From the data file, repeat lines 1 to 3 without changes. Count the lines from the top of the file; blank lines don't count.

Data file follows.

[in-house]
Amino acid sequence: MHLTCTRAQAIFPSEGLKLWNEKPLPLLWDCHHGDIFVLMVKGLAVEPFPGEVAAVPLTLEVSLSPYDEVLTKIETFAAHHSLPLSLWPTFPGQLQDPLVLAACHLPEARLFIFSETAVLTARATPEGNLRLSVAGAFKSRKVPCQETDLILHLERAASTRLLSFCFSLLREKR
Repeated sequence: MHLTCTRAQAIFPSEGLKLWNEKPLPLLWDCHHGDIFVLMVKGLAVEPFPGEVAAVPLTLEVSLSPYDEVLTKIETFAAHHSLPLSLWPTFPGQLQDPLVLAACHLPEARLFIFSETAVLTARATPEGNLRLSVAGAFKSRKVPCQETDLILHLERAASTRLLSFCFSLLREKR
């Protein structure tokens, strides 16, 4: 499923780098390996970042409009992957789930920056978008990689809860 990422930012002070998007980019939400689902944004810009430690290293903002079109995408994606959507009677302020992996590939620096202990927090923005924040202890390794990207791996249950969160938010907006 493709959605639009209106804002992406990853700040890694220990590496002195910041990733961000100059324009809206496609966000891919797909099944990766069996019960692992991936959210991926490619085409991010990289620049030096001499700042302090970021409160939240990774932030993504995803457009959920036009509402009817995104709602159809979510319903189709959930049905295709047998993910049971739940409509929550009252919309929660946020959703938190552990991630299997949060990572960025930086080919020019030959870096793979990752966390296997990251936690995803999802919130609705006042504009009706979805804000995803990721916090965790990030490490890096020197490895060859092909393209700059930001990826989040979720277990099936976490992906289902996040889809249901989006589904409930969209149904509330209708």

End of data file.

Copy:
[in-house]
Amino acid sequence: MHLTCTRAQAIFPSEGLKLWNEKPLPLLWDCHHGDIFVLMVKGLAVEPFPGEVAAVPLTLEVSLSPYDEVLTKIETFAAHHSLPLSLWPTFPGQLQDPLVLAACHLPEARLFIFSETAVLTARATPEGNLRLSVAGAFKSRKVPCQETDLILHLERAASTRLLSFCFSLLREKR
Repeated sequence: MHLTCTRAQAIFPSEGLKLWNEKPLPLLWDCHHGDIFVLMVKGLAVEPFPGEVAAVPLTLEVSLSPYDEVLTKIETFAAHHSLPLSLWPTFPGQLQDPLVLAACHLPEARLFIFSETAVLTARATPEGNLRLSVAGAFKSRKVPCQETDLILHLERAASTRLLSFCFSLLREKR